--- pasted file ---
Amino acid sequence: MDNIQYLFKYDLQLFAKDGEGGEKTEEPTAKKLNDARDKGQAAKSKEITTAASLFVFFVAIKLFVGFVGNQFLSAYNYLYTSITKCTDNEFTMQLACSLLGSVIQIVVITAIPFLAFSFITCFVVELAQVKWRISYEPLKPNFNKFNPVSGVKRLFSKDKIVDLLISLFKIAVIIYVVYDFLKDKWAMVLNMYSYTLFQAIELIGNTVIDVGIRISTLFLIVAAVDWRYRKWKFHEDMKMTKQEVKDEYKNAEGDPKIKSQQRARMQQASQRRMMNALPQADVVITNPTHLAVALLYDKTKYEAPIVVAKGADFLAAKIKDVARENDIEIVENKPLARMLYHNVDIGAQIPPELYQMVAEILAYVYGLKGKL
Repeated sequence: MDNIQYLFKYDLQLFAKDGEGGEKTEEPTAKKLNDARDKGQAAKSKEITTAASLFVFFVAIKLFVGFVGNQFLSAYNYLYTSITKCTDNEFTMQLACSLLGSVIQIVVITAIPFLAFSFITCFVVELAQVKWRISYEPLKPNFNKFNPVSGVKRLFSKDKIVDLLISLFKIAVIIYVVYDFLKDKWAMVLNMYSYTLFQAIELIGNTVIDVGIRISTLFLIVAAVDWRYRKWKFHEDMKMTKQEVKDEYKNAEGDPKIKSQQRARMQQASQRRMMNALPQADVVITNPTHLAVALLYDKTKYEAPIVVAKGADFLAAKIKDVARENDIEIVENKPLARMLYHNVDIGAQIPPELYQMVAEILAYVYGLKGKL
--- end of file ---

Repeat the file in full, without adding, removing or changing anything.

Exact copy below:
Amino acid sequence: MDNIQYLFKYDLQLFAKDGEGGEKTEEPTAKKLNDARDKGQAAKSKEITTAASLFVFFVAIKLFVGFVGNQFLSAYNYLYTSITKCTDNEFTMQLACSLLGSVIQIVVITAIPFLAFSFITCFVVELAQVKWRISYEPLKPNFNKFNPVSGVKRLFSKDKIVDLLISLFKIAVIIYVVYDFLKDKWAMVLNMYSYTLFQAIELIGNTVIDVGIRISTLFLIVAAVDWRYRKWKFHEDMKMTKQEVKDEYKNAEGDPKIKSQQRARMQQASQRRMMNALPQADVVITNPTHLAVALLYDKTKYEAPIVVAKGADFLAAKIKDVARENDIEIVENKPLARMLYHNVDIGAQIPPELYQMVAEILAYVYGLKGKL
Repeated sequence: MDNIQYLFKYDLQLFAKDGEGGEKTEEPTAKKLNDARDKGQAAKSKEITTAASLFVFFVAIKLFVGFVGNQFLSAYNYLYTSITKCTDNEFTMQLACSLLGSVIQIVVITAIPFLAFSFITCFVVELAQVKWRISYEPLKPNFNKFNPVSGVKRLFSKDKIVDLLISLFKIAVIIYVVYDFLKDKWAMVLNMYSYTLFQAIELIGNTVIDVGIRISTLFLIVAAVDWRYRKWKFHEDMKMTKQEVKDEYKNAEGDPKIKSQQRARMQQASQRRMMNALPQADVVITNPTHLAVALLYDKTKYEAPIVVAKGADFLAAKIKDVARENDIEIVENKPLARMLYHNVDIGAQIPPELYQMVAEILAYVYGLKGKL